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Sherwin Wine, RIP
Another noble soul leaves the building

Or, according to the Woody Allen adage, "he begins to live on in his works and his friends, yet no longer in his apartment."  I'm sad to convey that on Saturday, July 21st, Rabbi Wine died in an automobile accident in Morocco where he was vacationing.  He was 79. 

Rabbi Wine was "not your father's" rabbi.

Wine was raised in Detroit by Polish immigrant parents in a Conservative Jewish tradition.  Yet he became a Reform sect rabbi after receiving his masters in philosophy from UofM and then graduating from Hebrew Union College in 1956.  He  became disenchanted  with the notion of  "God" while at the  same time developing  wide-ranging  humanitarian  interests.  In 1963, he  and eight Detroit-area  families founded The  Birmingham Temple,  the first Humanistic  congregation.

This incredibly knowledgeable, enthusiastic, and sharing man literally became the fountainhead of an entirely new sect of Humanistic Judaism that currently claims 40,000 members worldwide.  The American Humanist Association selected him humanist of the year for 2003, which was also the year he retired from the temple and from humanistic "activism."  He was a man of remarkable qualities, and I recommend that readers who are interested in his personal and intellectual legacy access the Temple-site link above. 

As someone whose early intellectual milieu intersected that of the good Rabbi and his devotees, I want to make a few remarks of my own:  Wine was someone I knew mostly by reputation; he spent his life in SE Michigan, which is where I arrived as a firebrand Randian and libertarian ideologue during my college years in the early 1970s. 

I did a attend a few of Rabbi Wine's presentations at the Birmingham Temple (which is actually in Farmington Hills) with some Objectivist-libertarian friends.  In 1978, my wife and another couple attended a lecture by Dr. Nathaniel Branden sponsored by Wine and the Birmingham Temple at the Grosse Pointe War Memorial.  Several hundred people filled the room.  It was one of the few occasions Rabbi Wine was not the center of attention. 

A good word describing Rabbi Wine is "voluble."

And that's what people came to see and hear: Whether it was a new book, a culturally significant movie, or a startling new discovery in the field of astronomy, he exuded this incredible intellectual energy.  His enthusiasm was contagious, making listeners want to go out and leap tall buildings for personal enlightenment... while stamping out prejudice and social injustice in their spare time.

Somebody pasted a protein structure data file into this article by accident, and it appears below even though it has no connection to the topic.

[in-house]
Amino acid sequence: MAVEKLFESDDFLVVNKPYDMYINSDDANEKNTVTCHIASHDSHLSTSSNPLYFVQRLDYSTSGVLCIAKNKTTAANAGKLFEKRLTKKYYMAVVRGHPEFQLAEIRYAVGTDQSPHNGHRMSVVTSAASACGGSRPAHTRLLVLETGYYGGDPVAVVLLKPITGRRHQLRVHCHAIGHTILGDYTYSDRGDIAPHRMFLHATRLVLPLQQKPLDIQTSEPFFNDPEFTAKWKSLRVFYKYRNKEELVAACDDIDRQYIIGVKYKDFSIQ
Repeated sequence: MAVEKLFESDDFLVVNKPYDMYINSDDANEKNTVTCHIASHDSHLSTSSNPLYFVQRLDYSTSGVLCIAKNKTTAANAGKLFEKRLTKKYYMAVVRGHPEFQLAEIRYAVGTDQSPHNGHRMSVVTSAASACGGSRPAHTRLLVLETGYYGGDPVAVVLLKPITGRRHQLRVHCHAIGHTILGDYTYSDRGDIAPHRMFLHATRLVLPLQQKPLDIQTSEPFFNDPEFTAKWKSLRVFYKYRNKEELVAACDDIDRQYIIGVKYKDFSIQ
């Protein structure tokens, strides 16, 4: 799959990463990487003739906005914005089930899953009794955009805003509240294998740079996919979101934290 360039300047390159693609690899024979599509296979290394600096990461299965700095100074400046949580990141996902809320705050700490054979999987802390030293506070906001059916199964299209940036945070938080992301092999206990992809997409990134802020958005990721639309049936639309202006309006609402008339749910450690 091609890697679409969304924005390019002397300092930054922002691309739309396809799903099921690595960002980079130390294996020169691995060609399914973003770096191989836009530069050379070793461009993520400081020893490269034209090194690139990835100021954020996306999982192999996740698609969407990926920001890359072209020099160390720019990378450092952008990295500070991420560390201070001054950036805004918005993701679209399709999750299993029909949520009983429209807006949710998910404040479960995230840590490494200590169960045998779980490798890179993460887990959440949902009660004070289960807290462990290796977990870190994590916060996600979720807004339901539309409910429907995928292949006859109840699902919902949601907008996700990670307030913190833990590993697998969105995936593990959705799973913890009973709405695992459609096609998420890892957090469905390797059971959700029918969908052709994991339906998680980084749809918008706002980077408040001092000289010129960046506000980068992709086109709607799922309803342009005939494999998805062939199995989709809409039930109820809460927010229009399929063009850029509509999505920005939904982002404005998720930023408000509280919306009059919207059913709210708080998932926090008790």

In the 70s and into the 80s, the country was embracing various grand nonreligious self-discovery movements that continue to this day. 

(Remember Est, the Primal Scream, Jacob Bronowski's The Ascent of Man, Alistair Cooke's America series, Alex Haley's Roots, Marabel Morgan's The Total Woman (kidding, just seeing if you're paying attention)?  Well, we can look back now and laugh at some of the excesses—and the many charlatans— but it was early in transhuman evolution.  Many were truly seeking answers to the big questions of life.)

Those days have petered out maybe because the Boomers are getting older.  But as a recent self-described, street-level "rational libertarian humanist (or transhumanist)," I personally have become sensitive to the social health of the humanist movement in particular. 

The Christian analog to Rabbi Wine's Humanistic Judaism is arguably the churches associated with Unitarian-Universalism.  I've attended services, and in fact was married in the Birmingham Unitarian Church (in Birmingham, Michigan), where Rabbi Wine was just last week memorialized.  They're good people, and like the humanistic Jews, they've set up a venue—a liturgy, ceremony for life's big events, a nourishing social oasis—for cultivated freethinking.

What the Good Rabbi has established, as Emerson nearly 200 years earlier (with the Unitarian approach), is a means for constant reinvigoration from younger members of the species. 

The secular version of the humanist vision, probably exemplified in the Council for Secular Humanism and its sterling publication Free Inquiry is doing fine work, too. Yet leaders of these sorts of humanists, without formal links with religion, have a tough time shaping their ideas into a "way of life."  

And this what is so special about Rabbi Wine.  Yes, he had a scintillating personality that stirred the brain cells if not the blood.  Yet he essentially transformed a small part of an existing faith-based religion, Judaism, into a reason-focused one.  Meaning he opened up his temples to people who would just as soon work for their truth as to have it revealed to them by God or the elders. 

Other than that, the sociological reasons for Sunday-go-to-meeting (or Saturday) remained intact.  Brilliant.  Like having your cake and eating it too.  What it suggests then to me is the Unitarians and related spiritual havens—especially these days with resurgence in our culture of blind faith in the supernatural—have a lot more potential along the same lines. 

And if a warm, loving, energetic force of nature like Sherwin Wine doesn't materialize to galvanize Christian-based humanists... well, there's always Buddhism. :)


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